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7 Tips to Welcome a Person with Disabilities  Who hasn’t been uncomfortable dealing with a person with disabilities? We’ve all been afraid to drop a clanger, to be clumsy and to behave badly. It’s normal to feel disconcerted in a new situation when we don’t...

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The French leading company

on the accessibility market.

For more than 25 years, we have been developing architectural access solutions for buildings and streets. Everyday, we rethink today’s cities to transform them in smart cities accessible to everyone.

By creating solutions ever more tailored to the needs of people with disabilities, we push the limits, constantly improve the urban life and make the cities more enjoyable for the growing majority.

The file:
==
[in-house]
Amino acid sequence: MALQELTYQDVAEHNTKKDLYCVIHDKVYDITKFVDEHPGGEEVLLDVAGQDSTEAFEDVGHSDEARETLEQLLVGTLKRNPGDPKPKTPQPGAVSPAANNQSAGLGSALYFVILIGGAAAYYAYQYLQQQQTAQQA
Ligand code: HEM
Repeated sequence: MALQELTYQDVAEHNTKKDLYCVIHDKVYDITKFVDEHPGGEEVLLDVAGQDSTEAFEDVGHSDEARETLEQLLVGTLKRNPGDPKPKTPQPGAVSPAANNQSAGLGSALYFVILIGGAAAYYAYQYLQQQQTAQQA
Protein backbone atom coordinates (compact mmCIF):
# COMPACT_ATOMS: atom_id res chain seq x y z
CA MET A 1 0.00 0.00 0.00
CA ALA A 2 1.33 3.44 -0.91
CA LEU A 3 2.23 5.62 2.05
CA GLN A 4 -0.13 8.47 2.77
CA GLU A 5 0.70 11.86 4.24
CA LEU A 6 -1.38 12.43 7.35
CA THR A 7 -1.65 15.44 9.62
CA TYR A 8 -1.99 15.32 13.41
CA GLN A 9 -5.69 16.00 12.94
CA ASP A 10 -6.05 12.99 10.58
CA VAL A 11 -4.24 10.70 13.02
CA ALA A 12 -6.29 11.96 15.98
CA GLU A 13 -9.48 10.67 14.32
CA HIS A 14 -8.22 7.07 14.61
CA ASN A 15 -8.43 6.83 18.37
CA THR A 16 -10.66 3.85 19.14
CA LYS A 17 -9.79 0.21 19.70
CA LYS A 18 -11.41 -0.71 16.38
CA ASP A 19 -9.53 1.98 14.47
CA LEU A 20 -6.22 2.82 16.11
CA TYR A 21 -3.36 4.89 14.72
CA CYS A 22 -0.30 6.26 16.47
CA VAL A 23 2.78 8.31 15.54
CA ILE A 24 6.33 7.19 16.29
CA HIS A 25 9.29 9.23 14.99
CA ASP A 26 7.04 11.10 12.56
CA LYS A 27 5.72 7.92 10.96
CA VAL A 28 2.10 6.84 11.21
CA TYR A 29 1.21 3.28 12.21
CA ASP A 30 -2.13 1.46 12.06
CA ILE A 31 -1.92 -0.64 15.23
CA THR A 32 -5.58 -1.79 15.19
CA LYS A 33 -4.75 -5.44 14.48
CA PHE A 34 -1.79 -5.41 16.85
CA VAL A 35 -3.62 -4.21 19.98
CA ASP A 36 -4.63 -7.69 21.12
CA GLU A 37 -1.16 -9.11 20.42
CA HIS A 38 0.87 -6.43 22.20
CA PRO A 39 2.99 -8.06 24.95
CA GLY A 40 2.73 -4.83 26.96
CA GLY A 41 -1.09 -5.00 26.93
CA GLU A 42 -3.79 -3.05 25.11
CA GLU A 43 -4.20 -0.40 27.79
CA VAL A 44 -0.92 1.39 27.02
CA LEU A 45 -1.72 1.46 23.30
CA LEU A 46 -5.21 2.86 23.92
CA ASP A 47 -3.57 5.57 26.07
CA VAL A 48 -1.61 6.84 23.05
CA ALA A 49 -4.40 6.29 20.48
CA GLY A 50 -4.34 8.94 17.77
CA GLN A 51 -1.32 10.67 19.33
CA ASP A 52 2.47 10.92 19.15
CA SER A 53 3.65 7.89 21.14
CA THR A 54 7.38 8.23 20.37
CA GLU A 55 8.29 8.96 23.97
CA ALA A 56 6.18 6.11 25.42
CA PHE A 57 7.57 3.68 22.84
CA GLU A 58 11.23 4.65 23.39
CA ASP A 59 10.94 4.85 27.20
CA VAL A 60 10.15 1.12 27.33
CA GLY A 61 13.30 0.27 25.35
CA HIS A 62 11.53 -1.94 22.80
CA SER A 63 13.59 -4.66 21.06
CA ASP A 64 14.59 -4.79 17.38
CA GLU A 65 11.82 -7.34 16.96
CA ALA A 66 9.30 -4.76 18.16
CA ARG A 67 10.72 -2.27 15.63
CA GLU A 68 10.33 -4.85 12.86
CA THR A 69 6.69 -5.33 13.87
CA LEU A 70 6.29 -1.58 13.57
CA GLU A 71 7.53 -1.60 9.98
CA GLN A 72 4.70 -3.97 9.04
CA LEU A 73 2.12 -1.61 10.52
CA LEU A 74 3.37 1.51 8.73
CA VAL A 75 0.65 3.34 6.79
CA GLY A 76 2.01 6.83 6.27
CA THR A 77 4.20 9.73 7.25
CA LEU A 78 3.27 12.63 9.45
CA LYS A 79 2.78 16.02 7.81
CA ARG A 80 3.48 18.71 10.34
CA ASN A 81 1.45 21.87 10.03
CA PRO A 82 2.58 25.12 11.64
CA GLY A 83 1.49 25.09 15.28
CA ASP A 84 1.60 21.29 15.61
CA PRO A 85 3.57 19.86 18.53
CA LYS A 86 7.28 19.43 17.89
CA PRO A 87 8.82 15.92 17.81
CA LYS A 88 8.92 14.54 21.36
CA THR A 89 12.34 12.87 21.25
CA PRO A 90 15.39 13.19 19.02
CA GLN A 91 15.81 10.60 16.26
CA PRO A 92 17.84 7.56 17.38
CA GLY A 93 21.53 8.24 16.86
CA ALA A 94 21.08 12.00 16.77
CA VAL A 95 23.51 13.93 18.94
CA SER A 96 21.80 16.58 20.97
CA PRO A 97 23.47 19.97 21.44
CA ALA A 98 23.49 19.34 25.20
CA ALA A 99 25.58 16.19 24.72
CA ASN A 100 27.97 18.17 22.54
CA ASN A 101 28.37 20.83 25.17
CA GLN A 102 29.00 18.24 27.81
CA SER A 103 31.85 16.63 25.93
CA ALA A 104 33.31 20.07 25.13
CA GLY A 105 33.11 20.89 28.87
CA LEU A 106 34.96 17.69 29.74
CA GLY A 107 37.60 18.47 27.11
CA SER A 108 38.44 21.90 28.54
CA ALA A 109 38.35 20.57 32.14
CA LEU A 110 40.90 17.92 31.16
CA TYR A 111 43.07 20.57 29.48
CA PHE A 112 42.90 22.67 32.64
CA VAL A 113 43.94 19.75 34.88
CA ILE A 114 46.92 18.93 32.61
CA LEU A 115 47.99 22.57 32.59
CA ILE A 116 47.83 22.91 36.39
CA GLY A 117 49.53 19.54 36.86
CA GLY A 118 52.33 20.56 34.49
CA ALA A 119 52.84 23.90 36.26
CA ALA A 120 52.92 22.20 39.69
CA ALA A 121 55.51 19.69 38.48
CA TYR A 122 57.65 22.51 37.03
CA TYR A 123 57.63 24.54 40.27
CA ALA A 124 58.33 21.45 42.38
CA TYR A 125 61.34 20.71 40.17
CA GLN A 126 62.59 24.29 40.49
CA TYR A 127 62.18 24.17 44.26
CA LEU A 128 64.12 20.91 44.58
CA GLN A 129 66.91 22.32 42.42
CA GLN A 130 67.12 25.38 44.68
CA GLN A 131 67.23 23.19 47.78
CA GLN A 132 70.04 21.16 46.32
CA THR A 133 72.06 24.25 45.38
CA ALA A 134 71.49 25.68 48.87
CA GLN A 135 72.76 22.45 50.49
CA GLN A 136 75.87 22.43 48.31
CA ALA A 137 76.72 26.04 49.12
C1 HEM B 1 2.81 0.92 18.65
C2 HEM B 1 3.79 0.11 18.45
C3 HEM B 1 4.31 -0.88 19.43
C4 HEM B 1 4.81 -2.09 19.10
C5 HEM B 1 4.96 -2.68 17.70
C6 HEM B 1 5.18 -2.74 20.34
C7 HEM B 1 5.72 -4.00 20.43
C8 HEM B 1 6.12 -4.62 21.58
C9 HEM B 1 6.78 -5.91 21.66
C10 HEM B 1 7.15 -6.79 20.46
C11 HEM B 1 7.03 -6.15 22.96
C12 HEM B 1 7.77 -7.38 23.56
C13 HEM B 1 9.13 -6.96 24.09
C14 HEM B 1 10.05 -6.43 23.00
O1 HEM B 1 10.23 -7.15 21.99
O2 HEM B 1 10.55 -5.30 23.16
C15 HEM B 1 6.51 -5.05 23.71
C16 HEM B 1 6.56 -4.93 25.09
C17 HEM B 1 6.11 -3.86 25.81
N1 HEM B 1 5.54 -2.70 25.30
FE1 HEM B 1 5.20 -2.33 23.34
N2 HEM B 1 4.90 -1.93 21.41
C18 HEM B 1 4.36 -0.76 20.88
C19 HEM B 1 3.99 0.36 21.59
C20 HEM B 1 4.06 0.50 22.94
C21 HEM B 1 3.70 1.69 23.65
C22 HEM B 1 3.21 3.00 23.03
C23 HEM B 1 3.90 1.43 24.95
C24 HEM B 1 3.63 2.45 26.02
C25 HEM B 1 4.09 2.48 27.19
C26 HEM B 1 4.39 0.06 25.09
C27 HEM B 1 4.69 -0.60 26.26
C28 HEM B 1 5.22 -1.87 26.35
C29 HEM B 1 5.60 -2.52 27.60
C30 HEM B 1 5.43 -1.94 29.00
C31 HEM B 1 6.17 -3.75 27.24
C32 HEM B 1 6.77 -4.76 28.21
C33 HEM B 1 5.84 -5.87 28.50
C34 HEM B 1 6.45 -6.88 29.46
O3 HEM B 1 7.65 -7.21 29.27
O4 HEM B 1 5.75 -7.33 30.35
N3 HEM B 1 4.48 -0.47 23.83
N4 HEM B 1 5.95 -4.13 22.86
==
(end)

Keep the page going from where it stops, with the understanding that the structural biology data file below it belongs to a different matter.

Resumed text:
Smombies: the New Safety Challenge for Cities in the 21st Century

Smombies: the New Safety Challenge for Cities in the 21st Century

Smombies: the New Safety Challenge for Cities in the 21st Century

 

Never heard of smombies before? And yet you see them every day. Blending smartphone and zombie, this word describes a person who’s watching their phone while walking in the streets. The field of attention of a smartphone user being estimated at only 5% of a regular pedestrian’s, it’s easy to comprehend its dangers: falls, collisions with other pedestrians or vehicles can lead to potentially fatal accidents. In a world where 3.5 billion people own a smartphone, finding innovative solutions to solve this century’s challenge is now a priority for cities all over the world. Let’s have a look at this new issue! 

Smombies: a worrying phenomenon for road safety